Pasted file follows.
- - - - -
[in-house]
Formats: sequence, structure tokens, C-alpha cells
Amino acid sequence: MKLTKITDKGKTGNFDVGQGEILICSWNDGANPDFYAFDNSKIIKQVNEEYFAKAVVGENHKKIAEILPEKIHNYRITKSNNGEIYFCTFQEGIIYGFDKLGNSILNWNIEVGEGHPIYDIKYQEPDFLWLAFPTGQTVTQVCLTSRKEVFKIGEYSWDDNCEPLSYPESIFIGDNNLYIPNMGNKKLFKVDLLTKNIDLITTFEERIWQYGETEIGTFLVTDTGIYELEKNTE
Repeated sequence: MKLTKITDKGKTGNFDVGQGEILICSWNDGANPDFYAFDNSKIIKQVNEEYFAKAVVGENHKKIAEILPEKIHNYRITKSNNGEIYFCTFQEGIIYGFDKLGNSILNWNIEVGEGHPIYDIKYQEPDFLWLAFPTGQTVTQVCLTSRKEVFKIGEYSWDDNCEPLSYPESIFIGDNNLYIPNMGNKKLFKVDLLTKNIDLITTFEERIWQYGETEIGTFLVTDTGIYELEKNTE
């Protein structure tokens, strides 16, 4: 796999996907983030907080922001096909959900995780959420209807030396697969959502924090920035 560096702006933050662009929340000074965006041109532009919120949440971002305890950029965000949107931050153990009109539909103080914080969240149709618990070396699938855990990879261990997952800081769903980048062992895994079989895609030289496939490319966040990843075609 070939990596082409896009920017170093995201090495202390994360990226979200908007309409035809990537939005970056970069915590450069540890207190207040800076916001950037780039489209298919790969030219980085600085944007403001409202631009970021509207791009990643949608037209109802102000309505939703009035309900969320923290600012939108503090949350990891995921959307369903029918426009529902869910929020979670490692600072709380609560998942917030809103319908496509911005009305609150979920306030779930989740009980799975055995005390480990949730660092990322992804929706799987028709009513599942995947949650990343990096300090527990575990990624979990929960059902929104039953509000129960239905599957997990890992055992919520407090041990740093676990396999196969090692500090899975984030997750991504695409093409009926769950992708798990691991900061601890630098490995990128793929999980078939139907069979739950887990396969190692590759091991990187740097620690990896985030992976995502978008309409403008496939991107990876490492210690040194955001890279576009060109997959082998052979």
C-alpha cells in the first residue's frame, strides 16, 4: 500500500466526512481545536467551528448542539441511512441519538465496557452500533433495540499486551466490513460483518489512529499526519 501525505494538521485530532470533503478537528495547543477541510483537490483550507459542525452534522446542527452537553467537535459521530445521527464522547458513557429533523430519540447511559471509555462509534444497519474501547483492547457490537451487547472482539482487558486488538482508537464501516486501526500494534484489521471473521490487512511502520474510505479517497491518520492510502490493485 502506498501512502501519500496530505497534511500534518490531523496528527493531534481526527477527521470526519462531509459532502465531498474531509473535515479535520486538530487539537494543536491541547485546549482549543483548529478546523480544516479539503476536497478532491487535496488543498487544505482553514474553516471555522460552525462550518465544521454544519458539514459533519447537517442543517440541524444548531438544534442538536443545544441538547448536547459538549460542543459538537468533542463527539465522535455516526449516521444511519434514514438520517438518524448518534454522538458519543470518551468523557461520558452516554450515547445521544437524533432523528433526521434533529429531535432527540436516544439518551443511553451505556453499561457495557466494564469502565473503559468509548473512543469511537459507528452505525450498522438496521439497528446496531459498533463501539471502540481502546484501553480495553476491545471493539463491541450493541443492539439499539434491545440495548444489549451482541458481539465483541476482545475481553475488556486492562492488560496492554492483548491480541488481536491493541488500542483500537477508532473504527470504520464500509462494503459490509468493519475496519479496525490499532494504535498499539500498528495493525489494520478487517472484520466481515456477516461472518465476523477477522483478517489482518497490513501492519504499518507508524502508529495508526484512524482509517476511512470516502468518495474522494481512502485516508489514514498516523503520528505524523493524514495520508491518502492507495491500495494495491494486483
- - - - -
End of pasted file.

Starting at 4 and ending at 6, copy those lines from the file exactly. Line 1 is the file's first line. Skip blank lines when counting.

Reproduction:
Repeated sequence: MKLTKITDKGKTGNFDVGQGEILICSWNDGANPDFYAFDNSKIIKQVNEEYFAKAVVGENHKKIAEILPEKIHNYRITKSNNGEIYFCTFQEGIIYGFDKLGNSILNWNIEVGEGHPIYDIKYQEPDFLWLAFPTGQTVTQVCLTSRKEVFKIGEYSWDDNCEPLSYPESIFIGDNNLYIPNMGNKKLFKVDLLTKNIDLITTFEERIWQYGETEIGTFLVTDTGIYELEKNTE
């Protein structure tokens, strides 16, 4: 796999996907983030907080922001096909959900995780959420209807030396697969959502924090920035 560096702006933050662009929340000074965006041109532009919120949440971002305890950029965000949107931050153990009109539909103080914080969240149709618990070396699938855990990879261990997952800081769903980048062992895994079989895609030289496939490319966040990843075609 070939990596082409896009920017170093995201090495202390994360990226979200908007309409035809990537939005970056970069915590450069540890207190207040800076916001950037780039489209298919790969030219980085600085944007403001409202631009970021509207791009990643949608037209109802102000309505939703009035309900969320923290600012939108503090949350990891995921959307369903029918426009529902869910929020979670490692600072709380609560998942917030809103319908496509911005009305609150979920306030779930989740009980799975055995005390480990949730660092990322992804929706799987028709009513599942995947949650990343990096300090527990575990990624979990929960059902929104039953509000129960239905599957997990890992055992919520407090041990740093676990396999196969090692500090899975984030997750991504695409093409009926769950992708798990691991900061601890630098490995990128793929999980078939139907069979739950887990396969190692590759091991990187740097620690990896985030992976995502978008309409403008496939991107990876490492210690040194955001890279576009060109997959082998052979």
C-alpha cells in the first residue's frame, strides 16, 4: 500500500466526512481545536467551528448542539441511512441519538465496557452500533433495540499486551466490513460483518489512529499526519 501525505494538521485530532470533503478537528495547543477541510483537490483550507459542525452534522446542527452537553467537535459521530445521527464522547458513557429533523430519540447511559471509555462509534444497519474501547483492547457490537451487547472482539482487558486488538482508537464501516486501526500494534484489521471473521490487512511502520474510505479517497491518520492510502490493485 502506498501512502501519500496530505497534511500534518490531523496528527493531534481526527477527521470526519462531509459532502465531498474531509473535515479535520486538530487539537494543536491541547485546549482549543483548529478546523480544516479539503476536497478532491487535496488543498487544505482553514474553516471555522460552525462550518465544521454544519458539514459533519447537517442543517440541524444548531438544534442538536443545544441538547448536547459538549460542543459538537468533542463527539465522535455516526449516521444511519434514514438520517438518524448518534454522538458519543470518551468523557461520558452516554450515547445521544437524533432523528433526521434533529429531535432527540436516544439518551443511553451505556453499561457495557466494564469502565473503559468509548473512543469511537459507528452505525450498522438496521439497528446496531459498533463501539471502540481502546484501553480495553476491545471493539463491541450493541443492539439499539434491545440495548444489549451482541458481539465483541476482545475481553475488556486492562492488560496492554492483548491480541488481536491493541488500542483500537477508532473504527470504520464500509462494503459490509468493519475496519479496525490499532494504535498499539500498528495493525489494520478487517472484520466481515456477516461472518465476523477477522483478517489482518497490513501492519504499518507508524502508529495508526484512524482509517476511512470516502468518495474522494481512502485516508489514514498516523503520528505524523493524514495520508491518502492507495491500495494495491494486483